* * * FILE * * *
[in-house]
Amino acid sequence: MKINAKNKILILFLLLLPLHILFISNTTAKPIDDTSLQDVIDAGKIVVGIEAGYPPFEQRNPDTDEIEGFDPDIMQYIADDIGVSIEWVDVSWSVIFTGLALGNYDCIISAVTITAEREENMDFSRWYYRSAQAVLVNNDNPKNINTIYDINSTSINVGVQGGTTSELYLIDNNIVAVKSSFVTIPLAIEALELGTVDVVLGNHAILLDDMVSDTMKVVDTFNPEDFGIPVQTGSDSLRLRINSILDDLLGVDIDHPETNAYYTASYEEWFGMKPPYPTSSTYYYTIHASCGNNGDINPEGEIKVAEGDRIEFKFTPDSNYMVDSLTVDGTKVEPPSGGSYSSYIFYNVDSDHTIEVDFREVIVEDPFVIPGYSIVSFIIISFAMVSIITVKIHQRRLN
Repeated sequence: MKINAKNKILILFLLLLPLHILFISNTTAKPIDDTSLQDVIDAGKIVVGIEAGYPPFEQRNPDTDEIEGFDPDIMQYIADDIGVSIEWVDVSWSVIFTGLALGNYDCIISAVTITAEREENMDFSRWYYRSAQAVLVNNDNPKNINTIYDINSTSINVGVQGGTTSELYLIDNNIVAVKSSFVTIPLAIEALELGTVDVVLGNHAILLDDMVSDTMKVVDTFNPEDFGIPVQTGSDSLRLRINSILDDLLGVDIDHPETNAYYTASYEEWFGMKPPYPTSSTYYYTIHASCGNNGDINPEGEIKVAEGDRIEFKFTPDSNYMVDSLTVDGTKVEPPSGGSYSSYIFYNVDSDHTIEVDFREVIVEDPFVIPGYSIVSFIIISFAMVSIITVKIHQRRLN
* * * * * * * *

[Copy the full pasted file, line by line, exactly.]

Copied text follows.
[in-house]
Amino acid sequence: MKINAKNKILILFLLLLPLHILFISNTTAKPIDDTSLQDVIDAGKIVVGIEAGYPPFEQRNPDTDEIEGFDPDIMQYIADDIGVSIEWVDVSWSVIFTGLALGNYDCIISAVTITAEREENMDFSRWYYRSAQAVLVNNDNPKNINTIYDINSTSINVGVQGGTTSELYLIDNNIVAVKSSFVTIPLAIEALELGTVDVVLGNHAILLDDMVSDTMKVVDTFNPEDFGIPVQTGSDSLRLRINSILDDLLGVDIDHPETNAYYTASYEEWFGMKPPYPTSSTYYYTIHASCGNNGDINPEGEIKVAEGDRIEFKFTPDSNYMVDSLTVDGTKVEPPSGGSYSSYIFYNVDSDHTIEVDFREVIVEDPFVIPGYSIVSFIIISFAMVSIITVKIHQRRLN
Repeated sequence: MKINAKNKILILFLLLLPLHILFISNTTAKPIDDTSLQDVIDAGKIVVGIEAGYPPFEQRNPDTDEIEGFDPDIMQYIADDIGVSIEWVDVSWSVIFTGLALGNYDCIISAVTITAEREENMDFSRWYYRSAQAVLVNNDNPKNINTIYDINSTSINVGVQGGTTSELYLIDNNIVAVKSSFVTIPLAIEALELGTVDVVLGNHAILLDDMVSDTMKVVDTFNPEDFGIPVQTGSDSLRLRINSILDDLLGVDIDHPETNAYYTASYEEWFGMKPPYPTSSTYYYTIHASCGNNGDINPEGEIKVAEGDRIEFKFTPDSNYMVDSLTVDGTKVEPPSGGSYSSYIFYNVDSDHTIEVDFREVIVEDPFVIPGYSIVSFIIISFAMVSIITVKIHQRRLN